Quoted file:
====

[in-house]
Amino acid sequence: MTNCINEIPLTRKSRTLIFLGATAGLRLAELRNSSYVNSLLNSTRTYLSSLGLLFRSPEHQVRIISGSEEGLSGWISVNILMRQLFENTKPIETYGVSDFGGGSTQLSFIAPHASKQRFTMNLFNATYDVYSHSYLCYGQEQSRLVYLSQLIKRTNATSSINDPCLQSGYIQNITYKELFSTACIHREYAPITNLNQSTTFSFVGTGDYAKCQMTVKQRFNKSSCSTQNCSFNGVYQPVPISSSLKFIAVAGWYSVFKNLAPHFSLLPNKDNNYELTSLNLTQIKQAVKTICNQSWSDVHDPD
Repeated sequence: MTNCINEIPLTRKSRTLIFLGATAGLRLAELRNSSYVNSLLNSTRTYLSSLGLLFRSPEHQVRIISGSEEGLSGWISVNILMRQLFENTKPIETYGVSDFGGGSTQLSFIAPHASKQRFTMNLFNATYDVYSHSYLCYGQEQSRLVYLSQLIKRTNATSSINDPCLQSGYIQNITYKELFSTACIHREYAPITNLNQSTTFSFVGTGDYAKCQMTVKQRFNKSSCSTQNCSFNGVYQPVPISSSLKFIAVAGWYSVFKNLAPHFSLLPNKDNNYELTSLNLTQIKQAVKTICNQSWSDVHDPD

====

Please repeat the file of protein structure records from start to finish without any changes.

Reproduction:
[in-house]
Amino acid sequence: MTNCINEIPLTRKSRTLIFLGATAGLRLAELRNSSYVNSLLNSTRTYLSSLGLLFRSPEHQVRIISGSEEGLSGWISVNILMRQLFENTKPIETYGVSDFGGGSTQLSFIAPHASKQRFTMNLFNATYDVYSHSYLCYGQEQSRLVYLSQLIKRTNATSSINDPCLQSGYIQNITYKELFSTACIHREYAPITNLNQSTTFSFVGTGDYAKCQMTVKQRFNKSSCSTQNCSFNGVYQPVPISSSLKFIAVAGWYSVFKNLAPHFSLLPNKDNNYELTSLNLTQIKQAVKTICNQSWSDVHDPD
Repeated sequence: MTNCINEIPLTRKSRTLIFLGATAGLRLAELRNSSYVNSLLNSTRTYLSSLGLLFRSPEHQVRIISGSEEGLSGWISVNILMRQLFENTKPIETYGVSDFGGGSTQLSFIAPHASKQRFTMNLFNATYDVYSHSYLCYGQEQSRLVYLSQLIKRTNATSSINDPCLQSGYIQNITYKELFSTACIHREYAPITNLNQSTTFSFVGTGDYAKCQMTVKQRFNKSSCSTQNCSFNGVYQPVPISSSLKFIAVAGWYSVFKNLAPHFSLLPNKDNNYELTSLNLTQIKQAVKTICNQSWSDVHDPD